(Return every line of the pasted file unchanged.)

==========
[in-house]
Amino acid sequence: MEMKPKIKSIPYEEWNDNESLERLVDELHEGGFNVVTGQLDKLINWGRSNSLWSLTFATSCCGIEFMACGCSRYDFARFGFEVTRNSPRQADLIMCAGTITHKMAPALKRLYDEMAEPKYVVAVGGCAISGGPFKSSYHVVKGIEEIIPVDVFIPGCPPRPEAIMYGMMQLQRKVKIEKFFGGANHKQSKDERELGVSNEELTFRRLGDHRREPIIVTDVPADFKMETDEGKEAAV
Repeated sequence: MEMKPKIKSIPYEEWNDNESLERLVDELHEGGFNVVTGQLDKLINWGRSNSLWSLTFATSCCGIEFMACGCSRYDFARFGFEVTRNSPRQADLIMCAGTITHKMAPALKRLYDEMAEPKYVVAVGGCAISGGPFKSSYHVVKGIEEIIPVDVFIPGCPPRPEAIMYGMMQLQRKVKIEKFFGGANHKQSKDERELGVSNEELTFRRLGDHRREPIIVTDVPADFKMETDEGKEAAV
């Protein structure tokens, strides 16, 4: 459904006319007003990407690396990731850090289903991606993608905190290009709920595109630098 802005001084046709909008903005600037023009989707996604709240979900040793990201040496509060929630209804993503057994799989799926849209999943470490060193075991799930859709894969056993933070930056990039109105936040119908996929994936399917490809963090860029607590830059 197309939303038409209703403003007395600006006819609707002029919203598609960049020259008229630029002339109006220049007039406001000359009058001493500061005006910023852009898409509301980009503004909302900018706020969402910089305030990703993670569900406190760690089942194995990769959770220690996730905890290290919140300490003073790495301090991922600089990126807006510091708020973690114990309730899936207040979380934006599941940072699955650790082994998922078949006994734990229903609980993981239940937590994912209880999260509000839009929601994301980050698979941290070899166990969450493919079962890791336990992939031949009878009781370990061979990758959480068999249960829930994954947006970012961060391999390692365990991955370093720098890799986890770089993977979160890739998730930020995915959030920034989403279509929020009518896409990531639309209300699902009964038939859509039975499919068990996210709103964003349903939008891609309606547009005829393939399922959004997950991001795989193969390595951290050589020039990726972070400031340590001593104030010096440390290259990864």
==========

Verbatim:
[in-house]
Amino acid sequence: MEMKPKIKSIPYEEWNDNESLERLVDELHEGGFNVVTGQLDKLINWGRSNSLWSLTFATSCCGIEFMACGCSRYDFARFGFEVTRNSPRQADLIMCAGTITHKMAPALKRLYDEMAEPKYVVAVGGCAISGGPFKSSYHVVKGIEEIIPVDVFIPGCPPRPEAIMYGMMQLQRKVKIEKFFGGANHKQSKDERELGVSNEELTFRRLGDHRREPIIVTDVPADFKMETDEGKEAAV
Repeated sequence: MEMKPKIKSIPYEEWNDNESLERLVDELHEGGFNVVTGQLDKLINWGRSNSLWSLTFATSCCGIEFMACGCSRYDFARFGFEVTRNSPRQADLIMCAGTITHKMAPALKRLYDEMAEPKYVVAVGGCAISGGPFKSSYHVVKGIEEIIPVDVFIPGCPPRPEAIMYGMMQLQRKVKIEKFFGGANHKQSKDERELGVSNEELTFRRLGDHRREPIIVTDVPADFKMETDEGKEAAV
């Protein structure tokens, strides 16, 4: 459904006319007003990407690396990731850090289903991606993608905190290009709920595109630098 802005001084046709909008903005600037023009989707996604709240979900040793990201040496509060929630209804993503057994799989799926849209999943470490060193075991799930859709894969056993933070930056990039109105936040119908996929994936399917490809963090860029607590830059 197309939303038409209703403003007395600006006819609707002029919203598609960049020259008229630029002339109006220049007039406001000359009058001493500061005006910023852009898409509301980009503004909302900018706020969402910089305030990703993670569900406190760690089942194995990769959770220690996730905890290290919140300490003073790495301090991922600089990126807006510091708020973690114990309730899936207040979380934006599941940072699955650790082994998922078949006994734990229903609980993981239940937590994912209880999260509000839009929601994301980050698979941290070899166990969450493919079962890791336990992939031949009878009781370990061979990758959480068999249960829930994954947006970012961060391999390692365990991955370093720098890799986890770089993977979160890739998730930020995915959030920034989403279509929020009518896409990531639309209300699902009964038939859509039975499919068990996210709103964003349903939008891609309606547009005829393939399922959004997950991001795989193969390595951290050589020039990726972070400031340590001593104030010096440390290259990864």